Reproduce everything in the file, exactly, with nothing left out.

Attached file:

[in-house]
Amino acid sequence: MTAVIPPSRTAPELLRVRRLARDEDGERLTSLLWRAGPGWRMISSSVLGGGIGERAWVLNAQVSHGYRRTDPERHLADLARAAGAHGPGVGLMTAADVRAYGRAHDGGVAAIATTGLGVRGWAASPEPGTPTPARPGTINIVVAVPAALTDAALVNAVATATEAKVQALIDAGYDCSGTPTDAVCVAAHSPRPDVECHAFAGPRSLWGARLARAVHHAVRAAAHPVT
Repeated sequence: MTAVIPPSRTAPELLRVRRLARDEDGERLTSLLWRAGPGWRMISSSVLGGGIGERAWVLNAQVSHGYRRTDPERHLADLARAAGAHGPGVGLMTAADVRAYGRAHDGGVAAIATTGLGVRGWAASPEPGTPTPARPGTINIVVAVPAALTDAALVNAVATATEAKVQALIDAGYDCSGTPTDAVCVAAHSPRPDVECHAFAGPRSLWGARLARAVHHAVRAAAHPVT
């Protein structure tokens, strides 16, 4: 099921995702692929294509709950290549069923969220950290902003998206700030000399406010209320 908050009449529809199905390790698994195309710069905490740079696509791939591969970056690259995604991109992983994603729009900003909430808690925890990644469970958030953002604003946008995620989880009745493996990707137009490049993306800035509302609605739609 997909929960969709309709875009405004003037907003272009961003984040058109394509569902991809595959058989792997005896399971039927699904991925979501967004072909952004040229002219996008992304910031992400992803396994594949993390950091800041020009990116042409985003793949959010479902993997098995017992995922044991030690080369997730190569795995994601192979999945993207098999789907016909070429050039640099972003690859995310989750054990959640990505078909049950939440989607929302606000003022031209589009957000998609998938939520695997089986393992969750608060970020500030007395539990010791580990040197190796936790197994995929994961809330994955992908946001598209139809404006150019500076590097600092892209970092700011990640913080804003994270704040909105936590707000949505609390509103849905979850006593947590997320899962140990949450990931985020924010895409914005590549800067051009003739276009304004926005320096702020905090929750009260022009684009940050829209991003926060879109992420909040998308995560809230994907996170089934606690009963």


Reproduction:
[in-house]
Amino acid sequence: MTAVIPPSRTAPELLRVRRLARDEDGERLTSLLWRAGPGWRMISSSVLGGGIGERAWVLNAQVSHGYRRTDPERHLADLARAAGAHGPGVGLMTAADVRAYGRAHDGGVAAIATTGLGVRGWAASPEPGTPTPARPGTINIVVAVPAALTDAALVNAVATATEAKVQALIDAGYDCSGTPTDAVCVAAHSPRPDVECHAFAGPRSLWGARLARAVHHAVRAAAHPVT
Repeated sequence: MTAVIPPSRTAPELLRVRRLARDEDGERLTSLLWRAGPGWRMISSSVLGGGIGERAWVLNAQVSHGYRRTDPERHLADLARAAGAHGPGVGLMTAADVRAYGRAHDGGVAAIATTGLGVRGWAASPEPGTPTPARPGTINIVVAVPAALTDAALVNAVATATEAKVQALIDAGYDCSGTPTDAVCVAAHSPRPDVECHAFAGPRSLWGARLARAVHHAVRAAAHPVT
């Protein structure tokens, strides 16, 4: 099921995702692929294509709950290549069923969220950290902003998206700030000399406010209320 908050009449529809199905390790698994195309710069905490740079696509791939591969970056690259995604991109992983994603729009900003909430808690925890990644469970958030953002604003946008995620989880009745493996990707137009490049993306800035509302609605739609 997909929960969709309709875009405004003037907003272009961003984040058109394509569902991809595959058989792997005896399971039927699904991925979501967004072909952004040229002219996008992304910031992400992803396994594949993390950091800041020009990116042409985003793949959010479902993997098995017992995922044991030690080369997730190569795995994601192979999945993207098999789907016909070429050039640099972003690859995310989750054990959640990505078909049950939440989607929302606000003022031209589009957000998609998938939520695997089986393992969750608060970020500030007395539990010791580990040197190796936790197994995929994961809330994955992908946001598209139809404006150019500076590097600092892209970092700011990640913080804003994270704040909105936590707000949505609390509103849905979850006593947590997320899962140990949450990931985020924010895409914005590549800067051009003739276009304004926005320096702020905090929750009260022009684009940050829209991003926060879109992420909040998308995560809230994907996170089934606690009963």